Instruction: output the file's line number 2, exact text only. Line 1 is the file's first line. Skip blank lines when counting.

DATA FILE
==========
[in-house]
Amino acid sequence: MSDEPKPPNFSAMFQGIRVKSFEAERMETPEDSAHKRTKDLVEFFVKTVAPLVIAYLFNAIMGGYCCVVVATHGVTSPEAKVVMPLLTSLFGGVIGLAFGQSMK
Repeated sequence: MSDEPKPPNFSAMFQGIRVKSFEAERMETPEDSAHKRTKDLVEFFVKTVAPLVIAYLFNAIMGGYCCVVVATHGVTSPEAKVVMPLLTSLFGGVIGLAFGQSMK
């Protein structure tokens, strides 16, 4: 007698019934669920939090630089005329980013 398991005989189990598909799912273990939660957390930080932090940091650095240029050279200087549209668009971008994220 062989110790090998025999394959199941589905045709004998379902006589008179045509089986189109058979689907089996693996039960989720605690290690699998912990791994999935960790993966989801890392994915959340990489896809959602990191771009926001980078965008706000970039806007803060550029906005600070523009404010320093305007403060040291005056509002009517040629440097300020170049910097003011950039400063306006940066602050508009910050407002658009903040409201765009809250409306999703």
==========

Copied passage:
Amino acid sequence: MSDEPKPPNFSAMFQGIRVKSFEAERMETPEDSAHKRTKDLVEFFVKTVAPLVIAYLFNAIMGGYCCVVVATHGVTSPEAKVVMPLLTSLFGGVIGLAFGQSMK